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Wednesday, December 26, 2012


(2013 Standard Bank Young Artist for Visual Art - Mary Sibande. Pic by Adam McConnachie)

The 2013 Standard Bank Young Artist Award winner for Visual Arts, 30 year old Mary Sibande, is celebrated for her practice in which she employs the human form as a vehicle through painting and sculpture, to explore the construction of identity in a postcolonial South African context. A Johannesburg-based artist, Sibande attempts to critique stereotypical depictions of (particularly black) women in our society.

“Growing up, my grandmother used to say I was very talented and creative. I guess that sparked confidence in me,” said Sibande about why she decided to pursue a creative career. “When I had to choose between Fine Art and Fashion, I chose Fine Art because it is more open, and it explores more creativity.”

Sibande obtained a Diploma in Fine Arts at the Witwatersrand Technikon in 2004 and a B-Tech degree from the University of Johannesburg in 2007.

For Sibande, the Standard Bank Young Artist Award means personal growth, and is a validation of the years of hard work and an expression of the appreciation for her creative development and growth as an artist. “It is also a compliment and honour to me personally to be rewarded in this way, and to be recognised for my dedication and focus on my art,” she said.

For her, the body - and particularly the skin and clothing - is the site where history is contested and where fantasies play out. Centrally, she looks at the generational disempowerment of black woman and in this sense her work is informed by postcolonial theory, with the domestic setting acting as a stage where historical psycho-dramas play out.

“I have joined a small group of women artists who have shaped and are still shaping perceptions about women’s narratives,” said Sibande who believes her influence primarily lies within the South African artistic community.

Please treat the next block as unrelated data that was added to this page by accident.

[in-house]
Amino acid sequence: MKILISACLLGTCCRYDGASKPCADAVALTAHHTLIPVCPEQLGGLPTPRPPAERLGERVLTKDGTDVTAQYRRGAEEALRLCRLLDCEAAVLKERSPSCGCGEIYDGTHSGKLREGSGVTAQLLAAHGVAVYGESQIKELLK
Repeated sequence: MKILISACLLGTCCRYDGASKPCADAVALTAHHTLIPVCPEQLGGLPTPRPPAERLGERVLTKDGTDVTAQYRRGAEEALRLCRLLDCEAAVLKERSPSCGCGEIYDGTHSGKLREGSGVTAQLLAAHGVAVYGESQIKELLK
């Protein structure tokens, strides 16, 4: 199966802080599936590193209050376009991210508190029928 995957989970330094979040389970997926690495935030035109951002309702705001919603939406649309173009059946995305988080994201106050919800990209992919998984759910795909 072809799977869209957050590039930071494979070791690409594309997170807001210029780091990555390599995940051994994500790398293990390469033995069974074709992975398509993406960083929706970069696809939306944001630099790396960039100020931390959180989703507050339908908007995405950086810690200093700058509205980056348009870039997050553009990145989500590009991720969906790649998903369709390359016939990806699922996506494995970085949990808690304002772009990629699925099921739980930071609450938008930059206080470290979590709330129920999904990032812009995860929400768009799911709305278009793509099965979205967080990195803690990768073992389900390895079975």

Her interest in fashion has also been apparent from a young age, and is still evident in her art. “I think I realised in matric that I would like to be in a creative environment. I owned a couple of sketchbooks full of mostly dress designs. I designed my own dress and my friends’ dresses for their matric dance farewell,” she said.

Sibande's work also highlights how privileged ideals of beauty and femininity aspired by black woman discipline their body through rituals of imitation and reproduction. She inverts the social power indexed by Victorian costumes by reconfiguring it as a domestic worker’s “uniform”, and thus adding complex notions to the colonial relationship between “slave” and “master” in a post-apartheid context.

The fabric used to produce uniforms for domestic workers is an instantly recognizable sight in domestic spaces in South Africa. By applying it to Victorian dress, Sibande attempts to make a comment about the history of servitude as it relates to the present, in terms of domestic relationships.

Her solo exhibitions include Long live the dead Queen, Gallery MOMO (2009) and later at the National Arts Festival, Grahamstown (2010), and the Joburg City World Premier Annual Exhibition (2010) in the inner city of Johannesburg.

Sibande is also fascinated by visually stimulating material like documentaries on history and sociology. “I collect fashion books and quirky erasers,” she added.

“I think this kind of validation is needed and is very encouraging for young up-coming artists, in particular female artists, to be recognised nationally in South Africa for their artistic talents and contributions to South African art,” said Sibande.

The winners of The Standard Bank Young Artist Awards feature on the main programme of the National Arts Festival in Grahamstown and receive financial support for their Festival participation, as well as a cash prize. For more information on the National Arts Festival, click on the banner advert at the top of this page.